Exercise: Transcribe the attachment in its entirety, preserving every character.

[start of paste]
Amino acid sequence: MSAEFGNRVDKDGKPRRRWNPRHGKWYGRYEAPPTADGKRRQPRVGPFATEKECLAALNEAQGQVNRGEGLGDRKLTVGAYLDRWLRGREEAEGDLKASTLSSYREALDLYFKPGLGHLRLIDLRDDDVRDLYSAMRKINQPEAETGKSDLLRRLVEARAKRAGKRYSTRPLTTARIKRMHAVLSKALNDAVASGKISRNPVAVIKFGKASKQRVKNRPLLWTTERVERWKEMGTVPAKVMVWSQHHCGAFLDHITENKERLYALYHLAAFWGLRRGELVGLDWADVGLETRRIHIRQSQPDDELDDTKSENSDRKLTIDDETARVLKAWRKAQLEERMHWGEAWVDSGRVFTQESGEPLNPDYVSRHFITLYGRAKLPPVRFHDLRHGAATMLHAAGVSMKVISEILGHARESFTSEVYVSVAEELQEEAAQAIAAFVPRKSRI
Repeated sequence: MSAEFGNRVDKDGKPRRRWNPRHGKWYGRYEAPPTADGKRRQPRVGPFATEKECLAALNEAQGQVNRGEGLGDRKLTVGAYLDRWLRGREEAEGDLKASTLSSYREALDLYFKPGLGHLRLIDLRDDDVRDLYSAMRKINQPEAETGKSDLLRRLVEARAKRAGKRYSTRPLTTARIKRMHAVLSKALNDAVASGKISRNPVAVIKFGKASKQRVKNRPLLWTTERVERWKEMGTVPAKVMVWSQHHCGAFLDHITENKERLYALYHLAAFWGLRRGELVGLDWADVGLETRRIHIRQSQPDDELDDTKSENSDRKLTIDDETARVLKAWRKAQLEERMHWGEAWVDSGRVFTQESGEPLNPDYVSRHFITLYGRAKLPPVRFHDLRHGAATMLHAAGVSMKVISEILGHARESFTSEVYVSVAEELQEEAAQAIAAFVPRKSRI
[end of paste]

Amino acid sequence: MSAEFGNRVDKDGKPRRRWNPRHGKWYGRYEAPPTADGKRRQPRVGPFATEKECLAALNEAQGQVNRGEGLGDRKLTVGAYLDRWLRGREEAEGDLKASTLSSYREALDLYFKPGLGHLRLIDLRDDDVRDLYSAMRKINQPEAETGKSDLLRRLVEARAKRAGKRYSTRPLTTARIKRMHAVLSKALNDAVASGKISRNPVAVIKFGKASKQRVKNRPLLWTTERVERWKEMGTVPAKVMVWSQHHCGAFLDHITENKERLYALYHLAAFWGLRRGELVGLDWADVGLETRRIHIRQSQPDDELDDTKSENSDRKLTIDDETARVLKAWRKAQLEERMHWGEAWVDSGRVFTQESGEPLNPDYVSRHFITLYGRAKLPPVRFHDLRHGAATMLHAAGVSMKVISEILGHARESFTSEVYVSVAEELQEEAAQAIAAFVPRKSRI
Repeated sequence: MSAEFGNRVDKDGKPRRRWNPRHGKWYGRYEAPPTADGKRRQPRVGPFATEKECLAALNEAQGQVNRGEGLGDRKLTVGAYLDRWLRGREEAEGDLKASTLSSYREALDLYFKPGLGHLRLIDLRDDDVRDLYSAMRKINQPEAETGKSDLLRRLVEARAKRAGKRYSTRPLTTARIKRMHAVLSKALNDAVASGKISRNPVAVIKFGKASKQRVKNRPLLWTTERVERWKEMGTVPAKVMVWSQHHCGAFLDHITENKERLYALYHLAAFWGLRRGELVGLDWADVGLETRRIHIRQSQPDDELDDTKSENSDRKLTIDDETARVLKAWRKAQLEERMHWGEAWVDSGRVFTQESGEPLNPDYVSRHFITLYGRAKLPPVRFHDLRHGAATMLHAAGVSMKVISEILGHARESFTSEVYVSVAEELQEEAAQAIAAFVPRKSRI